On Twitter and 4Chan, an anonymous online message board, people suggested throwing bricks at reporters. "Brick a Journalist" is a far-right intimidation campaign targeting journalists by threatening to attack them with bricks; O'Brien received at least a dozen images of bricks. Andrew Anglin, an American neo-Nazi O'Brien profiled in The Atlantic, even trollishly attempted to brand O'Brien as a Nazi ally (no, we're not going to link to his site), encouraging his followers to support the reporter who had tracked him for months, even as neo-Nazis harassed O'Brien and targeted his family on Twitter.
For months, HuffPost has been investigating the most influential anonymous Twitter and Facebook users that spread hate – and identifying the people behind them. O'Brien's story about @AmyMek was part of that effort.
O'Brien is a professional journalist covering political extremists. He's not hiding: His name is on his articles, and his phone number is in his Twitter bio. He knows that receiving threats comes with the job. But what happened next shows exactly what sort of complaints platforms like Twitter take seriously — and which ones they don't.
When one writer accused O'Brien of "going after" Mekelburg's husband — because O'Brien called the WWE, where her husband is a vice president, to ask for comment — O'Brien, who had already received scores of threats, tweeted back to correct the record:
"Nobody went after his job, you insufferable stuffed shirt," he wrote. "I called WWE to give them a chance to respond to info from a source who told me WWE knew about AmyMek. That's EXACTLY how ethical journalism works. They fired him. I was shocked. Take it up with them, then go DDT yourself."
Twitter decided to suspend O'Brien's account — it has since been reinstated —saying his DDT suggestion amounted to encouraging self-harm. (He was referring to a pro-wrestling move, not to the pesticide.)
Many of the people who sent him threats have not been suspended. (Twitter itself uses the term "permanent suspension" to refer to a ban and "temporary locking" to refer to a suspension.)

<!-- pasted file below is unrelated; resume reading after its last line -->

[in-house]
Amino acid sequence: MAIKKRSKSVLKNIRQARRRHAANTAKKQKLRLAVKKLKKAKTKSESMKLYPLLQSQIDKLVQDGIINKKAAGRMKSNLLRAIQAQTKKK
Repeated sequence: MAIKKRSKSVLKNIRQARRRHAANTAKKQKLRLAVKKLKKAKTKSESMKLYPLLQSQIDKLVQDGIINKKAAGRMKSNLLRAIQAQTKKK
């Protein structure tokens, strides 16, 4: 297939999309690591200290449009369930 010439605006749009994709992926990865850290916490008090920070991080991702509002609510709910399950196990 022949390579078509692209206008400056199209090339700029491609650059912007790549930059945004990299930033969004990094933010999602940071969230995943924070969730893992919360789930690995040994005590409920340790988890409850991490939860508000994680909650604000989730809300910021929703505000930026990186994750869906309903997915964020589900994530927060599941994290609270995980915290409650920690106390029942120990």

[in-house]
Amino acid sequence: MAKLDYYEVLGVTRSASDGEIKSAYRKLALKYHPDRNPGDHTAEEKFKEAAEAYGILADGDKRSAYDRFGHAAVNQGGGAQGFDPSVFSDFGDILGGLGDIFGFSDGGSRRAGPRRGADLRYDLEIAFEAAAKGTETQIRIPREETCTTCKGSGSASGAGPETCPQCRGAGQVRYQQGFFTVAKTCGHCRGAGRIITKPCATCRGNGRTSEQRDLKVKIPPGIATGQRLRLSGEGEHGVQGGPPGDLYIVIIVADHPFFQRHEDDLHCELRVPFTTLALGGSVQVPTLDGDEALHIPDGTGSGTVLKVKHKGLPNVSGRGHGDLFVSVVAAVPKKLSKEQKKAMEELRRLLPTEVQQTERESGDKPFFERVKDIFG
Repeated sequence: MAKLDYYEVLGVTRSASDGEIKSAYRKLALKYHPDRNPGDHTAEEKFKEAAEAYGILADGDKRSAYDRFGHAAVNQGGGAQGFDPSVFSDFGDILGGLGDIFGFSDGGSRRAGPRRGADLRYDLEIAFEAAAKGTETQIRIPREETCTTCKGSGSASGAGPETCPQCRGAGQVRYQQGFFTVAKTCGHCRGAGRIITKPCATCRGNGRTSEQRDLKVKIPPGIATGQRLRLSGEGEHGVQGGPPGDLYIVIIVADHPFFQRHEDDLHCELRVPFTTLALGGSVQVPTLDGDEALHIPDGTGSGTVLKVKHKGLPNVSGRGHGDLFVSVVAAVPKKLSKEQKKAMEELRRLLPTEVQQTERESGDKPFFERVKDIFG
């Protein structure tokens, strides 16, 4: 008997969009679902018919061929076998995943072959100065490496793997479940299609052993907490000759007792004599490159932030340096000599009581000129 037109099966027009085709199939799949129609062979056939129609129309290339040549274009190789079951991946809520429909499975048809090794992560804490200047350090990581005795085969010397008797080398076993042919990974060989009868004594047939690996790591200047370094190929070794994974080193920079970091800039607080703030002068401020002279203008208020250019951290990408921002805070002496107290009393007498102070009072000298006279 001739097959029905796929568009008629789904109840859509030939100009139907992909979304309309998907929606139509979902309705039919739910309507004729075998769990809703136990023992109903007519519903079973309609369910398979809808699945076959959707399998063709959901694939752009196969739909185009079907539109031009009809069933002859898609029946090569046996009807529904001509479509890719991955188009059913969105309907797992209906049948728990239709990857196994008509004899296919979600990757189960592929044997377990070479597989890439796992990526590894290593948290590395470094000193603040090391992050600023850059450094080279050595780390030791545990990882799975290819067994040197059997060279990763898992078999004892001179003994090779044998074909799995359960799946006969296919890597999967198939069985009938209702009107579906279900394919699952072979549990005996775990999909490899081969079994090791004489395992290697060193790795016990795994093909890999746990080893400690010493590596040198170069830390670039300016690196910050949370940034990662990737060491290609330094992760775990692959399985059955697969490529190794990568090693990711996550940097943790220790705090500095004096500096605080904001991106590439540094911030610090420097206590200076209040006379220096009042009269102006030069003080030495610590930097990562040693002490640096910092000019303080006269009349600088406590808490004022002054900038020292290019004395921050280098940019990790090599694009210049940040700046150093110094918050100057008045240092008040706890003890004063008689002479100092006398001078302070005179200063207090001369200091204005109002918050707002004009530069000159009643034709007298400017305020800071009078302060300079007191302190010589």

That O'Brien was suspended but the people who threatened him are still on the site reveals a larger problem: Twitter (which provided a formulaic "taking this seriously" statement in response to questions for this story) relies heavily on its users to police the platform. The company says it has tools to identify content that violates its terms of service and remove the accounts responsible. But spending even a small amount of time on Twitter makes clear that those tools are not effective at making it the home for the "healthy conversation" the company says it wants.
Twitter matters: For all its faults, it is an essential tool for many people and the place where a lot of news breaks. That means it has a lot of users. But because Twitter is so huge, it would cost the company enormous sums to hire people to monitor all the harassment on its site. So it outsources a lot of the initial work of flagging threats, harassment and abuse to the victims of those attacks. That doesn't work particularly well on normal days. And over the past few days, when thousands of tweets were spamming O'Brien's account, it didn't work well at all. No one person could have tracked and reported all the threats O'Brien received. There were too many, and they were blended in with all the rest of the crap he was getting. That means most of the users responsible for harassing and threatening O'Brien will stay on Twitter — or get new accounts if they're suspended.
All of this gives brigades of trolls and extremists enormous power to dictate the tone and content of Twitter.
That complaint isn't new. People have been making it for years. But Twitter is as toxic as ever. Maybe that's because Twitter isn't actually taking these problems seriously. Maybe the Twitter we have now — the one swamped by harassers, trolls and hatemongers — is exactly the one the company wants.
Travis Waldron contributed reporting.